- Claims were in doubt because of conflicting street alignments in the Seminole and Citizens' surveys.
- A Citizens' Committee of 14 (nine of whom are shown here) began surveying streets and lots and adjudicating claims the day after the Run. The Chairman, Angelo C. Scott, is pictured on the back row, far right.
The Citizens' Committee
Overnight, a city of tents arose next to the railroad station. But where were the streets and lot lines? Amid the confusion, a mass meeting was called which elected a committee to bring order with a new survey.
Confusion reigned on Tuesday, April 23, the day after the Land Run, as settlers realized that nobody was in charge. Surveyors representing competing townsite companies tried to mark the streets on land that a day earlier had been open prairie. As conflicts escalated, a small group of men called a mass meeting, enlisting boys on ponies to spread the word.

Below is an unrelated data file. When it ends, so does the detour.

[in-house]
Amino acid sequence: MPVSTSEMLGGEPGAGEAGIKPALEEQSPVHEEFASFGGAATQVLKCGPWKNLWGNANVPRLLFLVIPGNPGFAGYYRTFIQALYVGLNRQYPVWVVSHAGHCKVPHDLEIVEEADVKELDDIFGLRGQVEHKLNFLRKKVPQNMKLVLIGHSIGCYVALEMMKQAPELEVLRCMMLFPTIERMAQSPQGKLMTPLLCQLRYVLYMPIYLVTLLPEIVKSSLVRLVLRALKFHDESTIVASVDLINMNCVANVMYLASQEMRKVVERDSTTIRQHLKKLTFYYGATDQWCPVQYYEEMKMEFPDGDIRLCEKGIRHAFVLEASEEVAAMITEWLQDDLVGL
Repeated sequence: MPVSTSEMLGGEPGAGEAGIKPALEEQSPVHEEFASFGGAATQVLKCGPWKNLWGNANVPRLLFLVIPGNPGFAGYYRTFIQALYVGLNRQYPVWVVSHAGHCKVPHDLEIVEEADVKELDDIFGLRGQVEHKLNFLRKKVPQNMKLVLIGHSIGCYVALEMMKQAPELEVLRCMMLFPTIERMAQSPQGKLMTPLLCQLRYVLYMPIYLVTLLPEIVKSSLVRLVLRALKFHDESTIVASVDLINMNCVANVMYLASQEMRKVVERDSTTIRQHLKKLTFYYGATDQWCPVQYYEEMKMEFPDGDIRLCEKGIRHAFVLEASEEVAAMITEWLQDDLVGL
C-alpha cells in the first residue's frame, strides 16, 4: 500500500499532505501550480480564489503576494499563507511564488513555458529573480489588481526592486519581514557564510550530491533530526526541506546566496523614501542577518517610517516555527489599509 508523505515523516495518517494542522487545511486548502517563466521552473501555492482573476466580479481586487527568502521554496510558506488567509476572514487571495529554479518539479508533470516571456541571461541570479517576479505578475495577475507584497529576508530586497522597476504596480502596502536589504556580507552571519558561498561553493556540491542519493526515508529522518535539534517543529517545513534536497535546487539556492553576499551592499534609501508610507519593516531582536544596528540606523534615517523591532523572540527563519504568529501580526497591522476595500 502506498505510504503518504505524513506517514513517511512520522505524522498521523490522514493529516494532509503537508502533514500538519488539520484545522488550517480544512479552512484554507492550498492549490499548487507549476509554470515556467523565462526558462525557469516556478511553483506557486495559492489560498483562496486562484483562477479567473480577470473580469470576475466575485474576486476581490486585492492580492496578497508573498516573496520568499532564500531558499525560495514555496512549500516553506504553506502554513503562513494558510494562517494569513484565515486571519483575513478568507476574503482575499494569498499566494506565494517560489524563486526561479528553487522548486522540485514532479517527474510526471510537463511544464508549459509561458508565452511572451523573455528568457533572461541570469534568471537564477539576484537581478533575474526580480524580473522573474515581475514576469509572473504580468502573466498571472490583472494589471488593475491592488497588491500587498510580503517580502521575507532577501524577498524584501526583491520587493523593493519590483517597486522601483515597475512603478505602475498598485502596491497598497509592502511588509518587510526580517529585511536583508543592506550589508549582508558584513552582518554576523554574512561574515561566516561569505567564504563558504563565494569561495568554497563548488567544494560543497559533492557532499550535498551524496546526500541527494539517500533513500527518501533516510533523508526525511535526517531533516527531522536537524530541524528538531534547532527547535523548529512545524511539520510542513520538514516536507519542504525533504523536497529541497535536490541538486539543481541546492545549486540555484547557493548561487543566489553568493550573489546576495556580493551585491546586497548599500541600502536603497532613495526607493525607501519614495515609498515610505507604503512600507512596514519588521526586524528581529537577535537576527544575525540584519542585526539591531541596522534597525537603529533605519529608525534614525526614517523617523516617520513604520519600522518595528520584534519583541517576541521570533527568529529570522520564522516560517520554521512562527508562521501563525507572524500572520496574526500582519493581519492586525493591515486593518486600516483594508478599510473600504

Settlers flocked to the southwest corner of Main and Broadway. Angelo C. Scott, a young Kansan with a booming voice was elected chairman. Amidst heated discussions, the assembly resolved to conduct a new townsite survey and entrusted its oversight to a citizens' committee to be elected on the spot, each member to come from a different state.
Citizens shouted the names of their nominees, who were hustled onto boxes next to the chairman and secretary. "If the crowd liked his looks they voted him up; if not, they voted him down," recalled Scott.
Fourteen citizens were elected, and they proceeded to sort out conflicting claims and provide a semblance of leadership as settlers went back to work setting up camp on the open prairie.